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Abs R.,Antwerp Center for Endocrinology | Mattsson A.F.,Pfizer | Thunander M.,Lund University | Verhelst J.,ZNA Middelheim | And 4 more authors.
European Journal of Endocrinology | Year: 2013

Objective: GH deficiency (GHD) in adults is characterized by a tendency toward obesity and an adverse body composition with visceral fat deposit and may thus predispose to the development of type 2 diabetes mellitus. The aim of this study was to assess the observed prevalence proportion (PP) and observed PP over expected PP ratio (standardized prevalence proportion ratio, SPR) of diabetes according to International Diabetes Federation criteria in a large cohort of GH-untreated adult-onset GHD patients. Design and methods: Associations between baseline variables and diabetes prevalence in 6050 GHD patients from KIMS (Pfizer International Metabolic Database) were studied and robust Poisson-regression analyses were performed. Comparisons between baseline status and HbA1c categories in the nondiabetic patients were done with covariance analysis. P values <0.05 were considered statistically significant. Results: PP was 9.3% compared with the expected 8.2%. SPR was 1.13 (95% confidence intervals (95% CIs), 1.04-1.23), which was significantly increased in females (1.23; 95% CI, 1.09-1.38%) but not in males (SPR 1.04; 95% CI, 0.92-1.17%). PP increased significantly by age, familial diabetes, country selection, BMI, waist circumference, number of pituitary deficiencies, and GHD etiology. SPR decreased significantly by age and increased significantly by BMI, waist circumference, and IGF1 SDS. Multiple regression model showed that the most important impact on SPR was from age and BMI. HbA1c values of 6.0-6.5% were found in 9.5% of nondiabetic patients and were associated with higher BMI and waist circumference. Conclusions: GHD is associated with an increased prevalence of diabetes, largely to be explained by the adverse body composition. These data urge toward early initiation of lifestyle modification measures. © 2013 European Society of Endocrinology. Source


Luger A.,Medical University of Vienna | Mattsson A.F.,Pfizer | Koltowska-Haggstrom M.,Pfizer | Thunander M.,Vaxjo Central Hospital | And 4 more authors.
Diabetes Care | Year: 2012

OBJECTIVE - Growth hormone (GH) deficiency is associated with insulin resistance and diabetes. The aim of the current study was to determine incidence of diabetes during GH replacement therapy (GHRT) and the effect of GHRT on fasting plasma glucose concentrations and HbA1c in adult patients with GH deficiency. RESEARCH DESIGN AND METHODS - A total of 5,143 GH-deficient patients (male 49.9%; mean age ± SD, 49 ± 13 years; BMI 29.1 ± 5.9 kg/m 2) were analyzed.Mean observation period was 3.9 years (range 0.01-13). Total number of patient-years was 20,106. Observed number of cases (O) was compared with expected number of cases (E). Reference rates were from Sweden, three additional European regions, and one U.S. region. RESULTS - Patients who developed diabetes (n = 523) were older; had higher BMI, waist circumference, triglyceride concentrations, and blood pressure; and had lower HDL-cholesterol concentrations (P< 0.0001) than those who did not develop diabetes. Diabetes incidence was 2.6 per 100 patient-years, equal in both sexes, and significantly increased compared with the Swedish reference (O/E = 6.02; P< 0.0001) as well as with the four other populations (O/E = 2.11-5.22). O/E increased with BMI and decreased with duration of GHRT (P< 0.0001). There was no significant association with GH dose (P = 0.74) or IGF-I SDS (P = 0.47). In subjects not developing diabetes, plasma glucose concentrations increased from 84.4±0.9 mg/dL to 89.5± 0.8 mg/dL (0.70 mg/dL/year) and HbA 1c increased from 4.74 ± 0.04% to 5.09 ± 0.13% (0.036%/year) after 6 years of GHRT. CONCLUSIONS - Diabetes incidence appears to be increased in GH-deficient patients receiving GHRT and exhibiting an adverse risk profile at baseline. Therefore, glucose homeostasis parameters should be monitored carefully in these patients. © 2012 by the American Diabetes Association. Source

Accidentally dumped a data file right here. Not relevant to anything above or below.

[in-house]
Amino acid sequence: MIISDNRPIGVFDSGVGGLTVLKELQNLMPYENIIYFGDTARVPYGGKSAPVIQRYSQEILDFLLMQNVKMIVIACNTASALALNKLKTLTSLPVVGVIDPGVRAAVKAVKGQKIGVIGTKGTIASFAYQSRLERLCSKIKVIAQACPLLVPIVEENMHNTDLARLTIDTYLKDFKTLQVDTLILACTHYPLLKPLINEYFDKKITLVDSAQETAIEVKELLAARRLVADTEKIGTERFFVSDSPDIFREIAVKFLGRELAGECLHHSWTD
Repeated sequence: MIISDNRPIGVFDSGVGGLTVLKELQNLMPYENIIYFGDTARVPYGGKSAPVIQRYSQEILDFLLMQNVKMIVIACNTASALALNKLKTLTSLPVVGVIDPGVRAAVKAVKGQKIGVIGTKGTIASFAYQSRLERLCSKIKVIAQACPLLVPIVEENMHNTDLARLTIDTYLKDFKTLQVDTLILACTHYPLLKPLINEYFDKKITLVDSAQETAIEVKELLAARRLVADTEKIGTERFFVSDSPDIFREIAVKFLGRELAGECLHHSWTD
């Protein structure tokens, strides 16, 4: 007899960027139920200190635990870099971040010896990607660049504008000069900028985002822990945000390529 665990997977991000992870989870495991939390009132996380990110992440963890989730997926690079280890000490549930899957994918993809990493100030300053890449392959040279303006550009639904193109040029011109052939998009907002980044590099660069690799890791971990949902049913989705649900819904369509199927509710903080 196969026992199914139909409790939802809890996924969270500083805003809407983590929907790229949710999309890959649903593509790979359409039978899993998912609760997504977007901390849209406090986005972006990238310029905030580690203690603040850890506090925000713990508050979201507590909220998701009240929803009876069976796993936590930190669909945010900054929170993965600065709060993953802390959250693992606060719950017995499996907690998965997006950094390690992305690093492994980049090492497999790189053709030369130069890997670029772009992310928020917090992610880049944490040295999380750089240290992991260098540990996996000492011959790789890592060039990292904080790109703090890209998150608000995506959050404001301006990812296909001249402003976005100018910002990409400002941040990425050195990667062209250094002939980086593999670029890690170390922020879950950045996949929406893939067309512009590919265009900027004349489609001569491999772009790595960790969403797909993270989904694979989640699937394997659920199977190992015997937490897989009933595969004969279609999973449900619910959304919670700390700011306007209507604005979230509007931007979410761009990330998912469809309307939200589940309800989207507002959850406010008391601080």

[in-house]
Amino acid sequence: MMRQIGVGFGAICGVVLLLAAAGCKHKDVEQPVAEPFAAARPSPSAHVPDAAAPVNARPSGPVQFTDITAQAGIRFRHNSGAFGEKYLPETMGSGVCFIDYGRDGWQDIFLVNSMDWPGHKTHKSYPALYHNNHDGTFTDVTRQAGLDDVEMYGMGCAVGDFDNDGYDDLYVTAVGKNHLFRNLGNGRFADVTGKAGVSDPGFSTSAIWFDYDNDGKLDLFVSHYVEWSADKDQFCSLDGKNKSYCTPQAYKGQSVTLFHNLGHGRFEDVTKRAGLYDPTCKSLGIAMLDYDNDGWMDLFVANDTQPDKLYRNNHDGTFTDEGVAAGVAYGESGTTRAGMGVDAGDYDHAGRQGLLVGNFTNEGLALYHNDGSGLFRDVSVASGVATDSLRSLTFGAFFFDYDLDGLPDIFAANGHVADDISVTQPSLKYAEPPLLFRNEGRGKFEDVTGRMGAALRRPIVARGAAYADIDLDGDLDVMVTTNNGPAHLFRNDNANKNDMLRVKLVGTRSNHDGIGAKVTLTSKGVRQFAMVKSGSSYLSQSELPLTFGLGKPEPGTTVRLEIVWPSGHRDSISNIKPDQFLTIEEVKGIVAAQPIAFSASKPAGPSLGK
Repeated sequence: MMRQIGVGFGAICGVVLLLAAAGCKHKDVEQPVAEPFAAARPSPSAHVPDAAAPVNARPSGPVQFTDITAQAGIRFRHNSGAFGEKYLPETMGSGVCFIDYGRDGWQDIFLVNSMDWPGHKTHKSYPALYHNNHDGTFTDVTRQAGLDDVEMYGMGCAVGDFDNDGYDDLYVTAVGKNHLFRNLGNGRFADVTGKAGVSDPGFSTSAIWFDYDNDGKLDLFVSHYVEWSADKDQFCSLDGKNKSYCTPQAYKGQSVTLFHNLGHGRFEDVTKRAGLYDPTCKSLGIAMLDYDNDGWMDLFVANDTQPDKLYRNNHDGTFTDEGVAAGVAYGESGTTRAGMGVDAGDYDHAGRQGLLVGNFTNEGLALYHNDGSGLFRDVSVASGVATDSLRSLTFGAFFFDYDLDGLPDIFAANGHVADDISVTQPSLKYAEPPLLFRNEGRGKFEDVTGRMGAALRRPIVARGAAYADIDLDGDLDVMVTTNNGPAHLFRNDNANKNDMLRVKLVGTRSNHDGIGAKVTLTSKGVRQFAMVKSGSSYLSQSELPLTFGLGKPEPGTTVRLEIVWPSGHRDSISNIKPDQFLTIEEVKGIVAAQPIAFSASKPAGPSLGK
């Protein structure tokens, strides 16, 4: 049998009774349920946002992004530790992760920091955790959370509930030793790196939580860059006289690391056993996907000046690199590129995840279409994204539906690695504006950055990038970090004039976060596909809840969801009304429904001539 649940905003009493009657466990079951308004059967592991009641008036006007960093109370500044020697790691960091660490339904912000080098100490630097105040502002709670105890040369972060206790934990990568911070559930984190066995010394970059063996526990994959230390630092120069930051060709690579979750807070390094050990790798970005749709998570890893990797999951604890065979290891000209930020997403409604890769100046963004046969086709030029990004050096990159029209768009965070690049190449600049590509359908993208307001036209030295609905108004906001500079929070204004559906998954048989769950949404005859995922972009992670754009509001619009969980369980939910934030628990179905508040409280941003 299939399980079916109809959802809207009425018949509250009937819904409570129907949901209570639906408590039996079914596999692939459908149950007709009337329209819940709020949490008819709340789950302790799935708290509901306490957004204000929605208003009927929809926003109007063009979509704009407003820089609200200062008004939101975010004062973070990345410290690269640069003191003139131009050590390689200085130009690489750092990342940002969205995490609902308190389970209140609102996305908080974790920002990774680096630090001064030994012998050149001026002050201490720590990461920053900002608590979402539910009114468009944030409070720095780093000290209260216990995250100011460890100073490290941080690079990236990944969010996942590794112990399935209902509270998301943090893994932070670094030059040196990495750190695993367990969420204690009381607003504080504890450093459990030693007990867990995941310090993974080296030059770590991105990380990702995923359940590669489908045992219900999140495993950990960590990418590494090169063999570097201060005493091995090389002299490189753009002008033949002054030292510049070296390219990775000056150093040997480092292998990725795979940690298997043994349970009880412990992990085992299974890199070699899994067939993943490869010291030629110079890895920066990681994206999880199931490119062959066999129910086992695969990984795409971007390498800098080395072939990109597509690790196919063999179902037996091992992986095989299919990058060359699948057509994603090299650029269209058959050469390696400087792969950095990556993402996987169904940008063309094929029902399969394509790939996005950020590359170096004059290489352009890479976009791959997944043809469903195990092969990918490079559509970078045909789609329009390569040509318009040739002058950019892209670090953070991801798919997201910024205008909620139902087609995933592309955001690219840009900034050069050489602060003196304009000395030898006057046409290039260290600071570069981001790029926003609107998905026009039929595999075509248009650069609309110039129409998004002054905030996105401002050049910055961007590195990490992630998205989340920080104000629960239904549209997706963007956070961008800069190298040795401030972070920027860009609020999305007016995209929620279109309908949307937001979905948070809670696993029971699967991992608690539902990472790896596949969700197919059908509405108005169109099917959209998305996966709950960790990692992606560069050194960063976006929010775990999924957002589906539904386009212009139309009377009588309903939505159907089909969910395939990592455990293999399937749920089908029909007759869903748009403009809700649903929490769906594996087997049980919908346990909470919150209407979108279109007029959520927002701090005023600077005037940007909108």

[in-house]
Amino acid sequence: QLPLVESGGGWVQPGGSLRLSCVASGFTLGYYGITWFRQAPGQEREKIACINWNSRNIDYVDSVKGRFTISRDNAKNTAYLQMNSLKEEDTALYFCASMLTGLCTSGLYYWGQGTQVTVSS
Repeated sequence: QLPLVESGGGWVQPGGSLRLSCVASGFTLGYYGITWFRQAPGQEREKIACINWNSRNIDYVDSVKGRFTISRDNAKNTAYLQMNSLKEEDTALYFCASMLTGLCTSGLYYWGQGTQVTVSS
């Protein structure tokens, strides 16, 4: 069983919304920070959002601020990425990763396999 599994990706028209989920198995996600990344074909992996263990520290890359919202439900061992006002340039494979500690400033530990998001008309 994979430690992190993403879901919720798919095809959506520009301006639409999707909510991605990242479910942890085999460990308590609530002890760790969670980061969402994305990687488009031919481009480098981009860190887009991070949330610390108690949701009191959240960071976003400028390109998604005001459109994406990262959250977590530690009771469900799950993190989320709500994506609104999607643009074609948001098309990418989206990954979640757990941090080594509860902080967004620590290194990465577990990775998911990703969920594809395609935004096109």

Gaillard R.C.,University of Lausanne | Mattsson A.F.,Pfizer | Akerblad A.-C.,Pfizer | Bengtsson B.-A.,Gothenburg University | And 7 more authors.
European Journal of Endocrinology | Year: 2012